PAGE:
Table_6_Responses of the Necrotrophic Fungus Alternaria brassisicola to the Indolic Phytoalexin Brassinin.XLSX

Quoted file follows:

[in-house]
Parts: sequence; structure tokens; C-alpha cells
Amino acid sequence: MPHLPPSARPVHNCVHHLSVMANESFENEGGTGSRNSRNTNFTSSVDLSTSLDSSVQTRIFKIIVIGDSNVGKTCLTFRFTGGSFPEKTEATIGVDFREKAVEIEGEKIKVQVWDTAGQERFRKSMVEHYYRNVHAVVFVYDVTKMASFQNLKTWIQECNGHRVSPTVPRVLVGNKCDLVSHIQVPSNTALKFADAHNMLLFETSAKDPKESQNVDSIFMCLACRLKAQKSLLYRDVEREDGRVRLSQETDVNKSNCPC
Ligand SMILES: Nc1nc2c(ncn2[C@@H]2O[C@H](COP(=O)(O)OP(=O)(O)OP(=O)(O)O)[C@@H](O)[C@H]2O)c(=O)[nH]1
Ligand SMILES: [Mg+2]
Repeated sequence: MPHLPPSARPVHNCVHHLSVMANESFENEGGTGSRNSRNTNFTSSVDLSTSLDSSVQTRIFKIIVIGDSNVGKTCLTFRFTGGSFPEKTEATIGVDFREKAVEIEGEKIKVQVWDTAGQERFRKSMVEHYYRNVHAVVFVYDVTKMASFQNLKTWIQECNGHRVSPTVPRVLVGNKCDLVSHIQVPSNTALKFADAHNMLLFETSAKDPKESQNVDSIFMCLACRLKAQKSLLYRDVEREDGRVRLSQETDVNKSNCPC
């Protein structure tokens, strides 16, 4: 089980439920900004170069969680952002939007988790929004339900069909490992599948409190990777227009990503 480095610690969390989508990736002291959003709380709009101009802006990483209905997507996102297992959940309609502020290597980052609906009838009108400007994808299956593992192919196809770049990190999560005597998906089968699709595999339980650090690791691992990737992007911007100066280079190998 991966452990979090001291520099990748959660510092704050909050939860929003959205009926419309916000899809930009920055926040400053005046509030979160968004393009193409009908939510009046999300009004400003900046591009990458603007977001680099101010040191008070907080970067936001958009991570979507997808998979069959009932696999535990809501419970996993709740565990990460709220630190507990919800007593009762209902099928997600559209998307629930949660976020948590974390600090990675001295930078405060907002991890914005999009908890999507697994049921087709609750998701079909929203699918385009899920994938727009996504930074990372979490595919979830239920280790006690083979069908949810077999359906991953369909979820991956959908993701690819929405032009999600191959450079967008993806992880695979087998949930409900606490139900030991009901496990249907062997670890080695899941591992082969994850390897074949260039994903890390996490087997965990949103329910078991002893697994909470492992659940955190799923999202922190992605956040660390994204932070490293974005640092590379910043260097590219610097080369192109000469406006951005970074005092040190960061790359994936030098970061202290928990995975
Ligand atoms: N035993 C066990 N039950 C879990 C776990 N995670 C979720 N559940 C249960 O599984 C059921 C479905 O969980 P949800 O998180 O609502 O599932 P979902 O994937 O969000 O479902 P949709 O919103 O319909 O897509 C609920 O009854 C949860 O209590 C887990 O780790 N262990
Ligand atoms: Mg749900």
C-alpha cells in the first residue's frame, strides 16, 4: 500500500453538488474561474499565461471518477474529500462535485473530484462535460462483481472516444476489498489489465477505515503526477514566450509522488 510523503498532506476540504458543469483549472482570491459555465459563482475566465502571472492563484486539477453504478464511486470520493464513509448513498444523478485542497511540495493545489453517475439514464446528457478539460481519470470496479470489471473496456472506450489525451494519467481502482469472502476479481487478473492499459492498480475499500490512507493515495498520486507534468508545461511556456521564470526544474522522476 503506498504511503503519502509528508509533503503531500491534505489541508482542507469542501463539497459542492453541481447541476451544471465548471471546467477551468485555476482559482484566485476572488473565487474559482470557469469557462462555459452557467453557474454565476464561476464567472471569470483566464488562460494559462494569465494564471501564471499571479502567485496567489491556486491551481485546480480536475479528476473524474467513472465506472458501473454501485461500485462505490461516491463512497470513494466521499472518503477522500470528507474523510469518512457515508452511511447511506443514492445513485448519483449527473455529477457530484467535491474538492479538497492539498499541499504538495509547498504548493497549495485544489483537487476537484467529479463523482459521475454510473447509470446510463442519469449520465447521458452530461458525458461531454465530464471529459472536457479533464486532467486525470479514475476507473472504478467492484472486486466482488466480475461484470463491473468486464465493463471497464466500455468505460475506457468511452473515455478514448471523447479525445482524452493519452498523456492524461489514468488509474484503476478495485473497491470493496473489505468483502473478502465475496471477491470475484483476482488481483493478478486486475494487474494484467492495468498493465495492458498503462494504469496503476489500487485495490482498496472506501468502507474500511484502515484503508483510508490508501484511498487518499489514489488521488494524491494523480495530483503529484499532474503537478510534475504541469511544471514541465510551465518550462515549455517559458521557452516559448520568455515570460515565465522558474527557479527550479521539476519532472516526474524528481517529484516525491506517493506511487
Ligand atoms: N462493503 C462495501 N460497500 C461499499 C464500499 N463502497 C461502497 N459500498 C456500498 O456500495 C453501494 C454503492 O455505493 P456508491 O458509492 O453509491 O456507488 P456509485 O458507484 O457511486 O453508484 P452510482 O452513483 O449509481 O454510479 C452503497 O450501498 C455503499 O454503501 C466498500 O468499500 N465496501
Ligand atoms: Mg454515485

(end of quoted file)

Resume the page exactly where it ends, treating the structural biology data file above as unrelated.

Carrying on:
Alternaria brassicicola causes black spot disease in Brassicaceae. During host infection, this necrotrophic fungus is exposed to various antimicrobial compounds, such as the phytoalexin brassinin which is produced by many cultivated Brassica species. To investigate the cellular mechanisms by which this compound causes toxicity and the corresponding fungal adaptive strategies, we first analyzed fungal transcriptional responses to short-term exposure to brassinin and then used additional functional approaches. This study supports the hypothesis that indolic phytoalexin primarily targets mitochondrial functions in fungal cells. Indeed, we notably observed that phytoalexin treatment of A. brassicicola disrupted the mitochondrial membrane potential and resulted in a significant and rapid decrease in the oxygen consumption rates. Secondary effects, such as Reactive oxygen species production, changes in lipid and endoplasmic reticulum homeostasis were then found to be induced. Consequently, the fungus has to adapt its metabolism to protect itself against the toxic effects of these molecules, especially via the activation of high osmolarity glycerol and cell wall integrity signaling pathways and by induction of the unfolded protein response.